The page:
Tips for Business Start Ups: beware the business of business start up programmes

If there’s one good business to be in at the moment, it’s the business of business support, whether this be of the start up or growth variety.

Governments, local authorities and private sector investors across the world are all looking at their ailing manufacturing base and their imploding public sectors (which they’ve all contributed to incidentally) and rapidly coming to the conclusion that if anything is going to save their collective economic skins, it will be in the small, micro and nano business sector.

The SMEs, the verySMEs, the nanoSMEs and the atomicSMEs (such as the rag and bone man and the kids who clean your car windows at traffic lights) have been charged with rejuvenating our ailing economies and much resource has been allocated to bring about the catalytic changes needed to sustain a postmodern capatalist economy and its associated life styles of having a lay in on a Saturday morning after too much carousing on a Friday night.

And in order to effect those changes we all hanker after, a new model army of business advisors (including yours truly of course) has been gathered to direct our collective intellectual, emotional and financial resources at the hoardes of new businesses, old businesses, briefcase businesses, businesses that don’t exist and businesses that shouldn’t exist with the intention to start them up, grow them up and get them producing new products and services which will replace the car industry, the steel industry, the NHS and the welfare state as a whole.

All this is well and good and more often than not the new model army of business supporters is filled with good intentions, useful budgets and strategic nous so that authentic business support is effective and meaningful. But for you new business start ups out there, you need to be aware of the fifth columnists who have infiltrated this heady movement of well intentioned economic architects.

You should watch out for the advisors who are more concerned about ticking boxes and collecting outputs than making sense of your business outcomes; the agencies who will throw cheap loan money at you without a second glance at your daft financial projections; the enthusiasts who wax lyrical about boot-camps, water boarding and other military metaphors; and the growth accelerators who get more kicks out of your impossibly stretched stretch targets than they do out of their usual Friday night supply of illicit intoxicants.

Be afraid – be very afraid – if you’ve met an advisor, a mentor or a snake in wolf’s clothing who will get you to sign forms and write rubbish before depositing cash into your empty bank account and who will fill your head with helium so that you end up talking in high pitched squeaky voices about the economic powerhouse that your car window cleaning service will represent in the new modern economy in your village, city or country.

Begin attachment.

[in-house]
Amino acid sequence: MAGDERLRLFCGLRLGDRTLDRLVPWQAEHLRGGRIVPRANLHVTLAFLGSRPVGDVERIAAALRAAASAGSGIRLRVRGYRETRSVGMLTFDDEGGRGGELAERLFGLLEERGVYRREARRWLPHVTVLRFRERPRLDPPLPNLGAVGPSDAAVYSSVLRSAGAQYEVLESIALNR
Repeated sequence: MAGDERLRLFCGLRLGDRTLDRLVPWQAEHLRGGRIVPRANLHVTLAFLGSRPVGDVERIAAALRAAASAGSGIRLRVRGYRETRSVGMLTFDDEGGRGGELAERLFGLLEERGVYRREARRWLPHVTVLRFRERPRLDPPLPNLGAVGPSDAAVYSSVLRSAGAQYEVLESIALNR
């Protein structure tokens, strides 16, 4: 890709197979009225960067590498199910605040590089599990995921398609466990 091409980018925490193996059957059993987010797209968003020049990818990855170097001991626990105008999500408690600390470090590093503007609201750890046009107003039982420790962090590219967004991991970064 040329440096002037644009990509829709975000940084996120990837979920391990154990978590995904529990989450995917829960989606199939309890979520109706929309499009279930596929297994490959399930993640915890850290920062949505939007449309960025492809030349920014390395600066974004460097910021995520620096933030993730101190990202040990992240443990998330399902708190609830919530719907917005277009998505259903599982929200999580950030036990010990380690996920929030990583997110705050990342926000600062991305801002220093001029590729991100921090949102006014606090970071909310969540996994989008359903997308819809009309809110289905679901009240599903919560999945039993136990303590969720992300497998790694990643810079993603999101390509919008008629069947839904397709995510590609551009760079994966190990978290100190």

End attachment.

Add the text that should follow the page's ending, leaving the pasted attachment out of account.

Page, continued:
A massaged bank balance and personal ego will make you feel fine for about a week or so – but you’ll then wake up one Saturday morning with a far worse hangover than the one you were used to after a Friday night out on the town.

Continuing Education, Economic Growth and Changes of Mind and Culture

Life is what happens to you
while you’re busy
making other plans.

John Lennon, Beautiful Boy (Darling Boy)

This paper is about metamorphosis, and in particular the changes that occur during the process of transforming a publically sector driven education policy initiative into a third sector arts based education social enterprise. It will consider those changes that are forced upon the protagonists in that process; the changes the protagonists initiate for themselves and the effect of these changes on organisational structure, culture, identity, programme and the raison d’etre of the enterprise itself. It is particularly timely given the recent upheavals in the public sector and the Coalition government’s intention to broaden the supplier base of public services like to health and education to the private, charitable and social enterprise sectors.

It will do this by focusing on the Aspire Trust, a social enterprise based in Merseyside and will focus particularly on its current business activities in the field of continuous education and lifelong learning. Whilst it will demonstrate that its continuous education programmes have had a beneficial impact on its economic performance, the more significant findings and implications for practitioners who are considering the leap from public sector to social enterprise will be in relation to the structural, cultural and attitudinal changes took place during the company’s set up and establishment phases.

The changes that this company went through involved challenges on many practical and theoretical fronts: personal, social, political, artistic, and educational. Orthodoxies such as ‘The Business Plan’; ‘The Bottom Line’; ‘The Job’ all came under scrutiny in the company’s early years and the results of this scrutinisation are tangible in the company’s existence and will be drawn out through this blog.

The paper concludes with four specific transformations the company has undergone since its inception which have contributed to strengthening the linkage between its education programmes and its economic performance. These transformations are not however offered as a potential ‘toolkit’ for future social enterprise development but as the provisional and partial results of an retrospective analysis of the company’s birth and growth.

The paper will continue to develop here until its presentation at ISBE, Sheffield in November.